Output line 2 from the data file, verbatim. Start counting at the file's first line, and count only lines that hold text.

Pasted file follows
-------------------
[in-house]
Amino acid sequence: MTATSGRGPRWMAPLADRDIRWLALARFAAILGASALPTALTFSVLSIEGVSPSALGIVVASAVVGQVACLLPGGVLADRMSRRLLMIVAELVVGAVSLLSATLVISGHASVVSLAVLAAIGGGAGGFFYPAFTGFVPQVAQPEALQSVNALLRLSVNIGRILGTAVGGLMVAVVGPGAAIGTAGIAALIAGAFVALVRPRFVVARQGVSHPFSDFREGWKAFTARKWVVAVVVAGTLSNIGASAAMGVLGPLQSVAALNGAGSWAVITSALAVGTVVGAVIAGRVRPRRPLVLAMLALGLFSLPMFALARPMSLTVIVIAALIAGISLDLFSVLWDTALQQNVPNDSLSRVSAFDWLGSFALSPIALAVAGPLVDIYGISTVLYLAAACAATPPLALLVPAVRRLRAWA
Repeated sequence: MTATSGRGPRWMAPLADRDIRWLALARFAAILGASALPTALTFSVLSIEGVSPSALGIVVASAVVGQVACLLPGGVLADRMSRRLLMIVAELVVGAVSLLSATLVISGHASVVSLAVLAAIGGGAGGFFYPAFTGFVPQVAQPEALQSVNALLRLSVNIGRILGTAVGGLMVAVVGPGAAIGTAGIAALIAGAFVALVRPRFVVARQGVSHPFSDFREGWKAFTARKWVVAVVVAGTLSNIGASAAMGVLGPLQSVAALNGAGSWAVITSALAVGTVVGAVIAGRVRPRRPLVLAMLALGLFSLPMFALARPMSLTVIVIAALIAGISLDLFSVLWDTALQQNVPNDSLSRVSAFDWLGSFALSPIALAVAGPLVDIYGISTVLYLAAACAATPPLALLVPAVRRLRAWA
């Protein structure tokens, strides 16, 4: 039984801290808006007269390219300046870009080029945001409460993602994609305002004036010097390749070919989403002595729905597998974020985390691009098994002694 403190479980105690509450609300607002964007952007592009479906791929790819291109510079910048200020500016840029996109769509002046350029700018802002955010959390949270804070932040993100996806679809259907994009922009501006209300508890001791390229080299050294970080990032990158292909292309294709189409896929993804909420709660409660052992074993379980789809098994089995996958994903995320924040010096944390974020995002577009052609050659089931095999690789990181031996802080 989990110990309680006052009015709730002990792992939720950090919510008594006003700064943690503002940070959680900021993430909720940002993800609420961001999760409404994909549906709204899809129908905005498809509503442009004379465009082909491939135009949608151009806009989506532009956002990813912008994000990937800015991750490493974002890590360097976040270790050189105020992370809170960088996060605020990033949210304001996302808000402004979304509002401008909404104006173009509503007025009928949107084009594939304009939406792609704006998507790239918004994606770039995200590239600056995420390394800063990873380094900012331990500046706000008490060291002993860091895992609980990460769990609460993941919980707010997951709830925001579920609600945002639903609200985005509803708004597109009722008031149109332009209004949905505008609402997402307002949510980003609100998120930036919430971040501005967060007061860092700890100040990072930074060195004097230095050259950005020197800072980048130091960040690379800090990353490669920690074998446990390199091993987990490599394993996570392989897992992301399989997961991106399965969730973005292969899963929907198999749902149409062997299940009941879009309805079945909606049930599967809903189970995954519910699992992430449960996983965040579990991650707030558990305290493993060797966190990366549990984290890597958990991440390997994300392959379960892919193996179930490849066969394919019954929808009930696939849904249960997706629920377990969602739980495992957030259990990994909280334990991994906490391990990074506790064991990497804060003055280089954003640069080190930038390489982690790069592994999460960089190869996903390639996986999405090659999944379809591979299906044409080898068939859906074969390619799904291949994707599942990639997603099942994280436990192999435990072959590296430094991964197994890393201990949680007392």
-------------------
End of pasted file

Amino acid sequence: MTATSGRGPRWMAPLADRDIRWLALARFAAILGASALPTALTFSVLSIEGVSPSALGIVVASAVVGQVACLLPGGVLADRMSRRLLMIVAELVVGAVSLLSATLVISGHASVVSLAVLAAIGGGAGGFFYPAFTGFVPQVAQPEALQSVNALLRLSVNIGRILGTAVGGLMVAVVGPGAAIGTAGIAALIAGAFVALVRPRFVVARQGVSHPFSDFREGWKAFTARKWVVAVVVAGTLSNIGASAAMGVLGPLQSVAALNGAGSWAVITSALAVGTVVGAVIAGRVRPRRPLVLAMLALGLFSLPMFALARPMSLTVIVIAALIAGISLDLFSVLWDTALQQNVPNDSLSRVSAFDWLGSFALSPIALAVAGPLVDIYGISTVLYLAAACAATPPLALLVPAVRRLRAWA